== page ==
How to Get Started

If interested in working with me, please email me: Please include information about your background and current repertoire, as well as current/future goals. We can then set up a time to talk by phone to discuss these items, thus determining whether we might be a good match.

Teacher Consultations

Private teachers interested in consultation lessons/masterclasses for their studios are most welcome to contact me, as well! I have done this work for teachers around the country – both in person and online – and enjoy it greatly. In your initial email, please let me know how many students you’d like me to work with, their repertoire, pertinent information as to their strengths/weaknesses, and what our goals are for the coachings.

I was always doubtful about piano lessons through Skype, but was very pleasantly surprised after an initial session with Dr. Otten. It really works! What a concept!

— Olga Urick Nolan, prize-winning studio, Cary, NC

Other Services

Workshops for Music Teachers on a Variety of Topics and Repertoire

Technique/Injury Prevention: It’s All in How You Move

Pedaling: How to Use It, and Not Abuse It

Sculpt Your Sound Like Michelangelo: The “Perfect” Sound and How to Achieve It

Audition/Recital Preparation: What Does It Take?

How Do I Get My Student to Sound Artistic?

The Teachings of Nelita True: An Homage

Survey of Intermediate-Advanced Repertoire

Music of the Baroque-Classical-Romantic-Impressionistic-Contemporary Eras: Differences in Articulation, Tone, Pedal, Rubato

African American Repertoire: Neglected and Unknown Gems

The Piano Music of Joe Utterback: Jazz for Everyone

Franz Liszt: It’s Not Just Flash and Trash

Debussy and Ravel: Let There Be Light! The Magical World of Impressionism

Beethoven Sonatas: The Pianist’s Bible – Something for Everyone

Seminar on Concerto Repertoire

Did You Shower Today? The Joys of Piano Duets

Play on the Vowel! The Art of Vocal Accompanying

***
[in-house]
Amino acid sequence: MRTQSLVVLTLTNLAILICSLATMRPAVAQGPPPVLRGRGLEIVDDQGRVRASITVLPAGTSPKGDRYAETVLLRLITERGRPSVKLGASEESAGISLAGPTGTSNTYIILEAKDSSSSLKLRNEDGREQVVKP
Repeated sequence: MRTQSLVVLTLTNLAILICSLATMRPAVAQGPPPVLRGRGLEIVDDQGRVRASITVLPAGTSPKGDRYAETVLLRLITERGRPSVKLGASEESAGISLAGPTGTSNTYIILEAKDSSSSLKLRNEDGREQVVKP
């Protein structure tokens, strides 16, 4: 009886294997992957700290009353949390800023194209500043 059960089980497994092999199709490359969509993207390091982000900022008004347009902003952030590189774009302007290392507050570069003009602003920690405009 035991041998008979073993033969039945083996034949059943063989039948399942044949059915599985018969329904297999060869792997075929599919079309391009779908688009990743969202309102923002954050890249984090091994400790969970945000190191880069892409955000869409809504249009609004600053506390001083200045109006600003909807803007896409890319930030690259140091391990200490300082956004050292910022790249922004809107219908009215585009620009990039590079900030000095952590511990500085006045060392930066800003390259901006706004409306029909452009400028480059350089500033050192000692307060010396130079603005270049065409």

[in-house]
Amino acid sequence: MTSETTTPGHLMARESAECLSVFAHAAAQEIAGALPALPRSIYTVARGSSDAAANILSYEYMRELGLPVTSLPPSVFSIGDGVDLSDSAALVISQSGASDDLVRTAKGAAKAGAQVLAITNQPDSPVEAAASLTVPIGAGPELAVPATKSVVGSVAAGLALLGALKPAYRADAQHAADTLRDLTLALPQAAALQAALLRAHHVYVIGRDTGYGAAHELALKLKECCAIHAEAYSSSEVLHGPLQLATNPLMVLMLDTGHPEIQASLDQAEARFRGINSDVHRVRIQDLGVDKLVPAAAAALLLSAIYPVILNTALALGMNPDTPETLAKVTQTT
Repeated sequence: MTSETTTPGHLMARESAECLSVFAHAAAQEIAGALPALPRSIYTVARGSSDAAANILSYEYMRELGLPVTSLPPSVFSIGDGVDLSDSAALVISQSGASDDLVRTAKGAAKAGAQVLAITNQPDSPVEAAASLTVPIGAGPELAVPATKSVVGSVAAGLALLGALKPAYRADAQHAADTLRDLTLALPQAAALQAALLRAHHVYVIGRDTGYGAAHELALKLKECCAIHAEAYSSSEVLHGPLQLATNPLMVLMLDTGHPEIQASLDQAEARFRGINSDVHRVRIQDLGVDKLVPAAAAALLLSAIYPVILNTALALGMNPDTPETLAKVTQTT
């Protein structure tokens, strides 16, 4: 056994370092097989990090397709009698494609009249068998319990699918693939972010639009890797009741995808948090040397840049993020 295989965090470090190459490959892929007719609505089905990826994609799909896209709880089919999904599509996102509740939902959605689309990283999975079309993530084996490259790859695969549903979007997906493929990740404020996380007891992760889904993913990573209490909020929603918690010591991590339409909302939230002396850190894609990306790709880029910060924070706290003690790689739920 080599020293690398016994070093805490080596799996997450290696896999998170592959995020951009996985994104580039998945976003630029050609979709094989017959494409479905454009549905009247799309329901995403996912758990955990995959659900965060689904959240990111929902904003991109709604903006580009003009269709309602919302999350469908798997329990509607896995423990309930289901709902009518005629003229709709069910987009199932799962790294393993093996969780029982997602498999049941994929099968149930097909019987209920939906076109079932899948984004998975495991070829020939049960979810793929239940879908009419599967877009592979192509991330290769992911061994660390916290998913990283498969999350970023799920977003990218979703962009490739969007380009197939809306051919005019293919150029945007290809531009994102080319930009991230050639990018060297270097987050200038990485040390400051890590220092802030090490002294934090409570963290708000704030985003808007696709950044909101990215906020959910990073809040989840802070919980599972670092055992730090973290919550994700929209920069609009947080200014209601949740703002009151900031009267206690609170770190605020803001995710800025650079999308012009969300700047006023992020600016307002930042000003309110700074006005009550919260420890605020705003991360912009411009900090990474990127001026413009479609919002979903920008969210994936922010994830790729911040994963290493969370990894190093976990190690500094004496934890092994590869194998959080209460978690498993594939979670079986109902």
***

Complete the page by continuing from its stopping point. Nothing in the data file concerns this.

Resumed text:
Repertoire Consultation for Studio Teachers

Suggestions for appropriate repertoire for students, to help maximize musical/technical development

Repertoire Consultation for Auditions / Competitions / Recital Programs

For teachers, competitors, music school auditionees who would like assistance in planning effective programs

Masterclass Videos: UNC Chapel Hill Studio Class

Laura Yang

Notturno – Respighi

Ethan Chu

Sonata No. 3 in B Minor, Op. 58, second movement – Chopin

Andrew Zalesak

Soirée dans Grenade & Jardins sous la pluie (Estampes) – Debussy

Ethan Chu

Sonata No. 3 – Ginastera

Lee Treml

To a Water Lily – MacDowell

Marc Besson

Prelude in D Minor, Op. 34, No. 24 – Shostakovich

Sara Compinsky Masterclass Series, Los Angeles

Student Testimonials

Dr. Otten is not only a world-class artist, but a phenomenal teacher. He is devoted as a mentor, and persistent in challenging students to reach their full potential. For the diligent student, there is no limit to what one can achieve under his guidance. Perhaps most importantly, Dr. Otten genuinely believes in and loves his students. A wizard of soundscapes, he offers indispensable knowledge as an educator, and intimately shares the magic and beauty of music. He is a brilliant communicator, a true listener, an honest and caring teacher who has my eternal gratitude.

Samuel Gingher, Assistant Professor, Eastern Carolina University

Thomas Otten’s guidance and encouragement were essential to my development as a young pianist. In his students he cultivates not only a strong basis in piano technique but also a sense of musical creativity, inquisitiveness, and critical thinking. His emphasis on injury prevention always kept me in good physical health. But most importantly, he was willing to meet me at my level, and able to push me far beyond what I had thought possible.